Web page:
This piece also appears in the September, 2011 issue of Exclaim!
It’s been 15 years now since Hank 3 took up the mantle of country music royalty first passed down from the grandfather he never knew, Hank Williams, to the father he barely knew, Hank Williams Jr.
Shelton Hank Williams had no intention to follow in their footsteps—he was playing drums in Nashville punk bands until a one-night stand suddenly came back to haunt him in the form of $24,000 in back child support.
Thus, at 23, estranged from his family, he began singing country music in the style of Hank Sr. (to whom he bore a striking resemblance) in order to dig himself out of that hole, and hired a manager to fully exploit his legacy through a long-term deal with Nashville’s Curb Records, whose roster at the time also included Tim McGraw and LeAnne Rimes.
It was a decision Hank 3, as he became formally known, soon regretted since he could never play by Nashville’s rules. Although his five albums for Curb came to display great skill at balancing traditional country with his punk and metal influences, the constant fights with the label over his creative vision left him feeling shackled, and ultimately more respected within the hard music world, where he was also known for his Assjack side project and as a member of Superjoint Ritual and Arson Anthem, both featuring Pantera vocalist Phil Anselmo.
The Curb deal finally expired on Jan. 2, 2011, and on that day Hank 3 founded his own label and started recording at his home studio, the Haunted Ranch. And he kept on recording. In one of the boldest statements any musician has made in recent memory, Hank 3 is releasing all of that material at once in the form of the 41-track countrified double set Ghost To A Ghost/Guttertown, the doom rock collection Attention Deficit Domination, and for good measure, Cattle Callin’, the brain-melting one hour-plus mash-up of auctioneers and thrash metal.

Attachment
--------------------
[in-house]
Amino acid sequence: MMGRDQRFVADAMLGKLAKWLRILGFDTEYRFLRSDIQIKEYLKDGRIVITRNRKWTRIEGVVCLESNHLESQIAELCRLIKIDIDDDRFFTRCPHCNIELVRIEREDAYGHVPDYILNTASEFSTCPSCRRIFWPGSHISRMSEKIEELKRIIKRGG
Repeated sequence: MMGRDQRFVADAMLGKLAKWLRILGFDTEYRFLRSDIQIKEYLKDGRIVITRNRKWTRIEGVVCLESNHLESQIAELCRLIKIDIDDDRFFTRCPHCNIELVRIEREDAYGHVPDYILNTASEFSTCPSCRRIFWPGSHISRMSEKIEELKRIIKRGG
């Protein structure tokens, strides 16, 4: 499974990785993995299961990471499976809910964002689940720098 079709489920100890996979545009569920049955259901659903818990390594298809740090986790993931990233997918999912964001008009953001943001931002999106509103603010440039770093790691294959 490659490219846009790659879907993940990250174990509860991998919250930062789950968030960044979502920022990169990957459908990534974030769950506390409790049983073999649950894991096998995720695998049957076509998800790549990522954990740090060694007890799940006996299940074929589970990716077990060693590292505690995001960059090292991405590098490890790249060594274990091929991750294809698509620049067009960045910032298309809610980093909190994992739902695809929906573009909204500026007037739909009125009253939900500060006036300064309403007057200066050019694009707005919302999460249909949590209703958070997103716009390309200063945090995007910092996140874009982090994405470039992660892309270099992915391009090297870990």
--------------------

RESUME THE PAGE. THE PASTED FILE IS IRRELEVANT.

“It was starting all over from scratch,” Hank says. “Every day for five months, from the time I woke up to the time I fell asleep, I was writing, laying down tracks and mixing. I started with the country stuff on Ghost To A Ghost, and then started having fun with the b-sides on Guttertown. When I got sick of playing country, I’d play some doom, and when I got sick of that, I started getting the auctioneers together. It was just constant.”
Although Hank was diagnosed with ADD as a teenager, he maintains that the new releases are designed more to show how much Curb was holding him back. “Name me one person who’s ever released that much on the first day, and on top of that, tackled three different genres in the process,” he says. “That’s been my vision all along, and that’s how I feel I’ve carved out my own niche.”
Having now attained his long-sought-after freedom, it’s likely to translate into wider acceptance from the industry. Getting Tom Waits to guest on the Guttertown track “Fadin’ Moon” is a definite feather in Hank’s cap—their friendship began when Waits interviewed Hank for Mojo last year—yet, like Waits, remaining a musical iconoclast is the path for which Hank 3 feels he’ll always be best suited.
“I still play three-hour shows with everything included in the set,” he says. “Some nights we’ll start out with a thousand people and by the end half the audience has either gotten tired and left or is passing out drunk. I’ll keep doing what I do regardless, and to me that’s the Hank Williams bloodline of hard work and telling the stories of working people.”